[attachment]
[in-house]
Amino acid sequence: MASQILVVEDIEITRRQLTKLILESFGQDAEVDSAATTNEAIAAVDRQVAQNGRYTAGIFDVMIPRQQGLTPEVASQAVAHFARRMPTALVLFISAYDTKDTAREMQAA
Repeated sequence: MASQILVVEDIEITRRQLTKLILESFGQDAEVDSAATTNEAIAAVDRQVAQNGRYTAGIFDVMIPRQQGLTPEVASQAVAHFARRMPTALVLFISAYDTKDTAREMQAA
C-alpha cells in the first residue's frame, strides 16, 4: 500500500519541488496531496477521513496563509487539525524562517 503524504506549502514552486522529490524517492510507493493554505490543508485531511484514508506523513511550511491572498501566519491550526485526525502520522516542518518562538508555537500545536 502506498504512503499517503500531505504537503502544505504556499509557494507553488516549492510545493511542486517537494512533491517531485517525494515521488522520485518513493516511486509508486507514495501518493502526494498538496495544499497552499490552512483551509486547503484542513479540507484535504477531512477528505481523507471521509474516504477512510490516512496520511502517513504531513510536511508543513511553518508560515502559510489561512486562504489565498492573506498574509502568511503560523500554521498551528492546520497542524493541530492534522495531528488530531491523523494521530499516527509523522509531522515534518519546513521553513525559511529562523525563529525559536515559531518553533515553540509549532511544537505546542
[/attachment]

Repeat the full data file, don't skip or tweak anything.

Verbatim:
[in-house]
Amino acid sequence: MASQILVVEDIEITRRQLTKLILESFGQDAEVDSAATTNEAIAAVDRQVAQNGRYTAGIFDVMIPRQQGLTPEVASQAVAHFARRMPTALVLFISAYDTKDTAREMQAA
Repeated sequence: MASQILVVEDIEITRRQLTKLILESFGQDAEVDSAATTNEAIAAVDRQVAQNGRYTAGIFDVMIPRQQGLTPEVASQAVAHFARRMPTALVLFISAYDTKDTAREMQAA
C-alpha cells in the first residue's frame, strides 16, 4: 500500500519541488496531496477521513496563509487539525524562517 503524504506549502514552486522529490524517492510507493493554505490543508485531511484514508506523513511550511491572498501566519491550526485526525502520522516542518518562538508555537500545536 502506498504512503499517503500531505504537503502544505504556499509557494507553488516549492510545493511542486517537494512533491517531485517525494515521488522520485518513493516511486509508486507514495501518493502526494498538496495544499497552499490552512483551509486547503484542513479540507484535504477531512477528505481523507471521509474516504477512510490516512496520511502517513504531513510536511508543513511553518508560515502559510489561512486562504489565498492573506498574509502568511503560523500554521498551528492546520497542524493541530492534522495531528488530531491523523494521530499516527509523522509531522515534518519546513521553513525559511529562523525563529525559536515559531518553533515553540509549532511544537505546542